The health care system in Iraq has been based on a hospital oriented and capital-intensive model that has limited efficiency and does not ensure equitable access. The Ministry of Health (MoH) is the main provider of health care, both curative and preventive. The private sector provides curative services to only a limited population on a fee-for-service basis. In addition, access to health care has been further affected by years of conflict, sanctions and ongoing military operations.
In acknowledgment of these concerns, over the last three years the MoH has undergone a process of re-orientation with the aim of basing Iraq’s health system on the primary health care (PHC) model. However, the current structure of PHC is not based on cost-effective public health interventions that would achieve maximum health gains for the money spent. Moreover, the services currently provided at the PHC level only partially meet the health needs of the population. This, combined with low perceived quality of care, has led the population to bypass the primary level and seek care at the secondary and tertiary levels.
In 2004, the MoH articulated its vision for primary health care as “an accessible, affordable, available, safe and comprehensive quality health service of the highest possible standard that is financially sound and founded on scientific principles in order to meet the present and future health needs of Iraqi people, regardless of their ethnicity, geographic origin, gender or religious affiliation.” This vision, therefore, calls for integrated reform of the existing PHC system. The development of a basic health services package (BHSP) was identified by the MoH as an appropriate initial step to achieving this goal.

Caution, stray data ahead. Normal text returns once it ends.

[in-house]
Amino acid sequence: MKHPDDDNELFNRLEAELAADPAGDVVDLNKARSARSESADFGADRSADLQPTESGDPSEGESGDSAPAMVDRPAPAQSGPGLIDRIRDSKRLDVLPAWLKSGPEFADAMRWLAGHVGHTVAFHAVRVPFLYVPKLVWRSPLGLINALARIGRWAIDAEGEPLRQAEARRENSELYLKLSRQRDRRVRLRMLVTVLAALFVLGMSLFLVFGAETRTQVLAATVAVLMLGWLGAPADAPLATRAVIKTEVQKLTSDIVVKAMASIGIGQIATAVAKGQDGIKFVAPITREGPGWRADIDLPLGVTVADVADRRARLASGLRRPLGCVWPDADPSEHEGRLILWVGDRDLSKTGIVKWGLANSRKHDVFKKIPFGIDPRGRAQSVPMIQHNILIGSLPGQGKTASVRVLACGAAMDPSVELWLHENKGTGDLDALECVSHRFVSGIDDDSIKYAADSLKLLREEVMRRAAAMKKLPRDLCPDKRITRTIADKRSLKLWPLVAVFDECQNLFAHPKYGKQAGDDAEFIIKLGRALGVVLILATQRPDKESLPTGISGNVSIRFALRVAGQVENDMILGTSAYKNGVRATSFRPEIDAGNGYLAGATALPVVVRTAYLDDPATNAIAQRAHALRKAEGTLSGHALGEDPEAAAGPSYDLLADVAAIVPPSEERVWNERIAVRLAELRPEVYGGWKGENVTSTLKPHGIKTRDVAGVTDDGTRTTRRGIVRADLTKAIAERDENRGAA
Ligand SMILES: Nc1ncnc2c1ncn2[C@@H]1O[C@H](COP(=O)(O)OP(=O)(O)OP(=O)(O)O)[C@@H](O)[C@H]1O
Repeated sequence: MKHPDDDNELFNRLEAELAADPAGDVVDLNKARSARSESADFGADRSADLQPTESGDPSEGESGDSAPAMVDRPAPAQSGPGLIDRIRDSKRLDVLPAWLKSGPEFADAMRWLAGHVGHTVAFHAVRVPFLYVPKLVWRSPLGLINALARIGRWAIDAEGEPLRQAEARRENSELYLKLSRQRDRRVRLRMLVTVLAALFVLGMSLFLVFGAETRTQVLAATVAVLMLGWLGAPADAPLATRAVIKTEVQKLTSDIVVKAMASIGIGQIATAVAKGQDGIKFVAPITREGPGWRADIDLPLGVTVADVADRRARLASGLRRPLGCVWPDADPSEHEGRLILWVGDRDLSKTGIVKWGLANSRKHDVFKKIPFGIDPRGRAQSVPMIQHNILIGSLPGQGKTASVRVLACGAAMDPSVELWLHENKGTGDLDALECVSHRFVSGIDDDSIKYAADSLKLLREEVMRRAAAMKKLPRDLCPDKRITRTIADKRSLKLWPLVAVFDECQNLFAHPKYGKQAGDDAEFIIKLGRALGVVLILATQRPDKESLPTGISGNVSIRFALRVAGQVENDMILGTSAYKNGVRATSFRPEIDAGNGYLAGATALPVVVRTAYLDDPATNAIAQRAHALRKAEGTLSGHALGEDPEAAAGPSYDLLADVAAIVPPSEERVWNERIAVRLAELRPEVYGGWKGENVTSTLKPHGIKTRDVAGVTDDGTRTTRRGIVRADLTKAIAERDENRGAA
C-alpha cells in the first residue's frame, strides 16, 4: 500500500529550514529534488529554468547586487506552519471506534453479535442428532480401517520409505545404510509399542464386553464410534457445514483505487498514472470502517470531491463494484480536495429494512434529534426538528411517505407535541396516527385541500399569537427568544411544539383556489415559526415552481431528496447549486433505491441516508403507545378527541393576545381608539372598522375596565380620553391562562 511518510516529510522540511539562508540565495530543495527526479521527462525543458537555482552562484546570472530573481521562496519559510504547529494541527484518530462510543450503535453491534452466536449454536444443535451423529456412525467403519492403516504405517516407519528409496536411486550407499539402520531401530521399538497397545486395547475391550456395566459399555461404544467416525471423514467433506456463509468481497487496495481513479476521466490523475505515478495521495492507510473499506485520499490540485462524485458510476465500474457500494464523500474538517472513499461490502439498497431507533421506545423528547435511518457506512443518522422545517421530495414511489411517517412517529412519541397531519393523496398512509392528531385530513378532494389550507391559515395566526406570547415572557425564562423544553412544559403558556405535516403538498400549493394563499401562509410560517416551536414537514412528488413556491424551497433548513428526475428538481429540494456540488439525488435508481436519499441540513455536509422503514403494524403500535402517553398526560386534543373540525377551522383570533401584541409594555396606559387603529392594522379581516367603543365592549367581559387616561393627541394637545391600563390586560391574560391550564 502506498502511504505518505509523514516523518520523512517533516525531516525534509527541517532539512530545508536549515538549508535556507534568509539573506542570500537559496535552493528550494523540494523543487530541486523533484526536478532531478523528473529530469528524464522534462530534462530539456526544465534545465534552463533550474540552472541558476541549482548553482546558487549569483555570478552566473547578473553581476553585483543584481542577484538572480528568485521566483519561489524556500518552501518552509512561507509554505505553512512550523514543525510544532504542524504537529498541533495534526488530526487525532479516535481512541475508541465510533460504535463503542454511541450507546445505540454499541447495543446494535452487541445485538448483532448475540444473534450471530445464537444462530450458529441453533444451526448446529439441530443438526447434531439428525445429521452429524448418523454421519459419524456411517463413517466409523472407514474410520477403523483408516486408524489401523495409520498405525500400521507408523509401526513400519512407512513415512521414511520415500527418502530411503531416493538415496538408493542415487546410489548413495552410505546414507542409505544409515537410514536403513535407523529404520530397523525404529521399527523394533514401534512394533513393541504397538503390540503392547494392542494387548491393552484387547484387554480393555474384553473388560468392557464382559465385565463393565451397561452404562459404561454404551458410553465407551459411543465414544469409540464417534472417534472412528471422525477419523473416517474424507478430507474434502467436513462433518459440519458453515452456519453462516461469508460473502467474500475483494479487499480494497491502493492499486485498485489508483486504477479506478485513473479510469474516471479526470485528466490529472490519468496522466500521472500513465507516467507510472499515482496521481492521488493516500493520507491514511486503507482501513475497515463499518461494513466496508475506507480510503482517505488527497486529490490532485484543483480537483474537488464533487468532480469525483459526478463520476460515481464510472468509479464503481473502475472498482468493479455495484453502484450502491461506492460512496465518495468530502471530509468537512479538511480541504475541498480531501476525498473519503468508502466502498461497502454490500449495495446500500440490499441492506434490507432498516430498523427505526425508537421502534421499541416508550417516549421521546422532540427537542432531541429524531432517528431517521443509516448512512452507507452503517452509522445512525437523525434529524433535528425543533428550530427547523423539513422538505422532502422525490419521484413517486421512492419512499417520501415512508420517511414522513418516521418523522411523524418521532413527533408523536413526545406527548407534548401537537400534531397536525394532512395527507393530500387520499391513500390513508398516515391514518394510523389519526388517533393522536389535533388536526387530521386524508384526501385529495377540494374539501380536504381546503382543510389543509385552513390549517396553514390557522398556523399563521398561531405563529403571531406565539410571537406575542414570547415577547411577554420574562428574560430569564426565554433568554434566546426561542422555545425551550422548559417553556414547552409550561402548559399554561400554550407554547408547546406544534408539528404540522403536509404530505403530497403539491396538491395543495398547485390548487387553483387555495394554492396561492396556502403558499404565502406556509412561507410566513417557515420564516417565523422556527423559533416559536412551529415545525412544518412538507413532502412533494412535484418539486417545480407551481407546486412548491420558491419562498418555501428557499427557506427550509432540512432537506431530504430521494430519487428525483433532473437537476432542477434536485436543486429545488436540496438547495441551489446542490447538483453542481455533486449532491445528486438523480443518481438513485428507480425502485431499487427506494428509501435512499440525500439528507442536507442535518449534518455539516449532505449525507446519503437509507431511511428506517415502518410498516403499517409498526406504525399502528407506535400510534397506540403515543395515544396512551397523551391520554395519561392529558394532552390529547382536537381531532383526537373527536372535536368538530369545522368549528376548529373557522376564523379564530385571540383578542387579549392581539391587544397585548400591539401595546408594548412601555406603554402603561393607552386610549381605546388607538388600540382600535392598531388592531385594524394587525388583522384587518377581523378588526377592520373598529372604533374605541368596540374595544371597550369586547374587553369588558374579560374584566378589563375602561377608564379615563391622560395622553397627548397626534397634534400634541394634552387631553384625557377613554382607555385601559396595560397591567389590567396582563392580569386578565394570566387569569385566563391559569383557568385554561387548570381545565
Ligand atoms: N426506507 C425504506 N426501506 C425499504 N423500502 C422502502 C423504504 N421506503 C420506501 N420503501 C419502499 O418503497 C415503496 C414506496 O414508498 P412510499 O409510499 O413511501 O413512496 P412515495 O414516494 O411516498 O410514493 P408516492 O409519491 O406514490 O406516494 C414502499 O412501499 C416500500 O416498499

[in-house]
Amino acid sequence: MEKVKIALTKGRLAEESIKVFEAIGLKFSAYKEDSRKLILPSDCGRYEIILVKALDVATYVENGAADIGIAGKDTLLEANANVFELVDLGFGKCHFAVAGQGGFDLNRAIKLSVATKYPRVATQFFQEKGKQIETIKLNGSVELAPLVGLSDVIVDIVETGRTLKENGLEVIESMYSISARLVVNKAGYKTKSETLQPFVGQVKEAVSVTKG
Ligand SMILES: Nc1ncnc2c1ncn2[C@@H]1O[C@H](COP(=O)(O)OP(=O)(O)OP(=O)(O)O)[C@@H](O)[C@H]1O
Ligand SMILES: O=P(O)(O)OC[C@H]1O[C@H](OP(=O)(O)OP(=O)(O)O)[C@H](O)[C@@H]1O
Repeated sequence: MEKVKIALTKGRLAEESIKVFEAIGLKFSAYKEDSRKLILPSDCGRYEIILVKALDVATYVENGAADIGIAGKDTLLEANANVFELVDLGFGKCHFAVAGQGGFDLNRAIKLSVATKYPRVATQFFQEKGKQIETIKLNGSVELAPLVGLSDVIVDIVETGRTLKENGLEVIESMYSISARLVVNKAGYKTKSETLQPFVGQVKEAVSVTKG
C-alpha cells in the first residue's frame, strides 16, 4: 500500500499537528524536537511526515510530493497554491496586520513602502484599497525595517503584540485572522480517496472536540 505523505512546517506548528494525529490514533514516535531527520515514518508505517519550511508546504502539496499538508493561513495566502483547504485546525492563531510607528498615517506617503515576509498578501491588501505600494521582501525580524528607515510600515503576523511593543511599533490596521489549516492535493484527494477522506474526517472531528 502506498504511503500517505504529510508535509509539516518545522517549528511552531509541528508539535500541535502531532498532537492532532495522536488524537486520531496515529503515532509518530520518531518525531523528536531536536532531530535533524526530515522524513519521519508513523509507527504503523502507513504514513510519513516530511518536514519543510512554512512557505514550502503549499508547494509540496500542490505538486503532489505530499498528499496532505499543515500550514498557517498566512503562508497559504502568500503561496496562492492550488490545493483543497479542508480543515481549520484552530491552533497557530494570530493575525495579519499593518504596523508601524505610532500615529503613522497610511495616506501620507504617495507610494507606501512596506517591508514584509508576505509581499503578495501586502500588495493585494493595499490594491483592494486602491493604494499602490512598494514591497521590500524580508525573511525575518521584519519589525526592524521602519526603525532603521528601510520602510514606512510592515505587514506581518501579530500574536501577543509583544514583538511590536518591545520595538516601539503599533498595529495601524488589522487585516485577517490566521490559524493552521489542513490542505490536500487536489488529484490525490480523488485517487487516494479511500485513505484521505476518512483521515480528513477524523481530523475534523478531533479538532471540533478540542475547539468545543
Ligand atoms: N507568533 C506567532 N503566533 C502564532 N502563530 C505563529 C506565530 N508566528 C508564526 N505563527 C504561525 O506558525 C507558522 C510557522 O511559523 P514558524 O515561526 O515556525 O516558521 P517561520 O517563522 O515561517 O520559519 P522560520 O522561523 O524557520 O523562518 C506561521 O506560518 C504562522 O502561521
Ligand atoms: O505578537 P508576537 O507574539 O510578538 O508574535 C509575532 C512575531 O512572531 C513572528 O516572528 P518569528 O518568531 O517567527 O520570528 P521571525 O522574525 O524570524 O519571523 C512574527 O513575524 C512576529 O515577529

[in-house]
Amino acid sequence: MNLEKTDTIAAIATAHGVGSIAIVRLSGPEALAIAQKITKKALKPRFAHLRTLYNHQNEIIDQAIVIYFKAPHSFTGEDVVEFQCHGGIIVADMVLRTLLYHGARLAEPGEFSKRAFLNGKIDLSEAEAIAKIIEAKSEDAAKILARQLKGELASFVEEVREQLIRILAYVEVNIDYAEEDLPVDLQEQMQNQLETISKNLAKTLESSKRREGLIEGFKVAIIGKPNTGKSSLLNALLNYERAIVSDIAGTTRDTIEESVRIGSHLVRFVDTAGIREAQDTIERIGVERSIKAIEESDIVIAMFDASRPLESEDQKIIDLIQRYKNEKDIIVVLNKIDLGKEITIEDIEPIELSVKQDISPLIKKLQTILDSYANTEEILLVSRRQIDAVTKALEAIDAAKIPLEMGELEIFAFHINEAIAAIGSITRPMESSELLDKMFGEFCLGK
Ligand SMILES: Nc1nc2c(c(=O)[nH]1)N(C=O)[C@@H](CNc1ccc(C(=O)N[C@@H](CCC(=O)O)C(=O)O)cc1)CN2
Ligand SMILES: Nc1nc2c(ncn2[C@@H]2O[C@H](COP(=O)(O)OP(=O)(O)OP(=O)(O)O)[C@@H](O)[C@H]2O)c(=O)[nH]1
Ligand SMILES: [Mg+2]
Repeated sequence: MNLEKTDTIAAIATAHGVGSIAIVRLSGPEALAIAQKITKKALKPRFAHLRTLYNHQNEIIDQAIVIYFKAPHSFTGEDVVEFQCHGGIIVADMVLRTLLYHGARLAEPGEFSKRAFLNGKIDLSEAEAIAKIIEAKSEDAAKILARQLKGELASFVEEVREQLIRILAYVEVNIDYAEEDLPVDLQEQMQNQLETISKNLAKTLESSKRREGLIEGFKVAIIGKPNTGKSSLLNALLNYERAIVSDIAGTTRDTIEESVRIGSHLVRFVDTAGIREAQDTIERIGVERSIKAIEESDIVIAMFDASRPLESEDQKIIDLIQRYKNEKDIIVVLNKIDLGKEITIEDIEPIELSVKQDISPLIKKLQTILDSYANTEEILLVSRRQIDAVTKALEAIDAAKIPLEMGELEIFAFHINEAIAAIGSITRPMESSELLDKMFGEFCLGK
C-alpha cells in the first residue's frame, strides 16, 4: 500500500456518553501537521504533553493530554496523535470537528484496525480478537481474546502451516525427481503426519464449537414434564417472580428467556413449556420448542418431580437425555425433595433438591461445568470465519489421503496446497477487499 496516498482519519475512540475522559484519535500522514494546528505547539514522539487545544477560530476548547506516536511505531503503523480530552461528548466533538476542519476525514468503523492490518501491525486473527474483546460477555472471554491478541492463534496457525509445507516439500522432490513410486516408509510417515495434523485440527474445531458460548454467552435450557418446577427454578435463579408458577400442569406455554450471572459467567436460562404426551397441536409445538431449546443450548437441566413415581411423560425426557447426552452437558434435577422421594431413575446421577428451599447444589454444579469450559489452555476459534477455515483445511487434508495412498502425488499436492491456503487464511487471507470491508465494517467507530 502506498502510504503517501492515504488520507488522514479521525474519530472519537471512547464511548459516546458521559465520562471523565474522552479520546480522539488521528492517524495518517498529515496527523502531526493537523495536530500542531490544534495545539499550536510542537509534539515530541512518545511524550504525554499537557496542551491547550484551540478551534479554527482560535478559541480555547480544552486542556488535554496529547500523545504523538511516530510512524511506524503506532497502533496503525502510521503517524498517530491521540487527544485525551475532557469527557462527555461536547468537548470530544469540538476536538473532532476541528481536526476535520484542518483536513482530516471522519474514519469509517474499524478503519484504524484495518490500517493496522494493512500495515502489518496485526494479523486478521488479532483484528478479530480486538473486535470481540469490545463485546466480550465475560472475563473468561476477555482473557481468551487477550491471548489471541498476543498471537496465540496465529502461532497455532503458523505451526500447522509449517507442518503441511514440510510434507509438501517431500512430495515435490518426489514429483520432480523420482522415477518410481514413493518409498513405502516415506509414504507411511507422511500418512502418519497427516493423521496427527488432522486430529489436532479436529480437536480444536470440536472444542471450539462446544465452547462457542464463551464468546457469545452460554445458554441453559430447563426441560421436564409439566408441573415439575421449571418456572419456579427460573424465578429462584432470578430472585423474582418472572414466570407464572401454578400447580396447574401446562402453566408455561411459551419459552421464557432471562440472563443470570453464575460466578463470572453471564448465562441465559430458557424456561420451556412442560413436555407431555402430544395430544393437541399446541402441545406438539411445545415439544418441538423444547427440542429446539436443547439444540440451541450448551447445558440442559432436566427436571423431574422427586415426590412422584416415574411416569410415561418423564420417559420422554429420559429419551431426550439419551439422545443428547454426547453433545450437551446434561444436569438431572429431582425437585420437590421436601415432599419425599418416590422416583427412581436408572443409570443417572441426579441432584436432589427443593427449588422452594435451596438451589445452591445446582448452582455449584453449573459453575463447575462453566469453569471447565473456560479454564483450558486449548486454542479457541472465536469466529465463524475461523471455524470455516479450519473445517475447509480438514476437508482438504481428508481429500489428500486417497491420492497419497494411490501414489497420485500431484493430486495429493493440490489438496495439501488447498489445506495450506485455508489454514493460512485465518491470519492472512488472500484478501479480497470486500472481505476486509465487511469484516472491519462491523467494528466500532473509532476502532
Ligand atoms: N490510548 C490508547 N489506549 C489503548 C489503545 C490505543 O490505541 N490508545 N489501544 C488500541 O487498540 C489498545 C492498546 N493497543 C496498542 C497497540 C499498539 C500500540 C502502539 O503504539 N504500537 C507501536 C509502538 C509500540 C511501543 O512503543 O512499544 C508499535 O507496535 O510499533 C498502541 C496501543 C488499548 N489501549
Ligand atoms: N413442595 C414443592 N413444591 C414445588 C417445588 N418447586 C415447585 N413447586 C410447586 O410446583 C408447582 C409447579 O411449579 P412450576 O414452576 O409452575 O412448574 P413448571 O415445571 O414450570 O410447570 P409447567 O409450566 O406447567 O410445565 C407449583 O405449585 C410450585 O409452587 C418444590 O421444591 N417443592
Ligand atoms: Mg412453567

The MoH began to develop the BHSP under the strengthening primary health care systems (SPHCS) project. The process started with a review of the health status of the Iraqi population to determine major health problems and to identify health services essential for addressing these problems (chapter 1.1). The PHC network was also assessed in terms of its infrastructure and human resources in order to determine the scope and type of services it is capable of delivering (chapter 1.2).
The results from the situational analysis (chapter 1.1) were concluded into suggestions for a range of basic health care services to be delivered as a standardized package along a “continuum of care” that links communities, local PHC centres and hospitals. The BHSP package presented in chapter 2 represents the vision of the MoH for a standardized package of basic health services that would form the core of service delivery in all PHC facilities. The package is a “living document” that needs to evolve over time to meet changing needs. With the benefit of experience, the package can be further improved and tailored to enhance the quality of health services.
The costing exercise and plan for the BHSP is expected to be finalized in August 2010. It will entail a method and summary of results for estimating the cost of providing the essential basic services package in Iraq. The costing method for the Iraq BHSP will be undertaken in accordance with global costing procedures with some necessary changes to adapt to the specific circumstances in Iraq.
Despite the limitations, the delivery of the BHSP will build on the existing system in order to meet the immediate needs while initiating change over time. Annex VI outlines both practical and strategic considerations for the implementation of the package.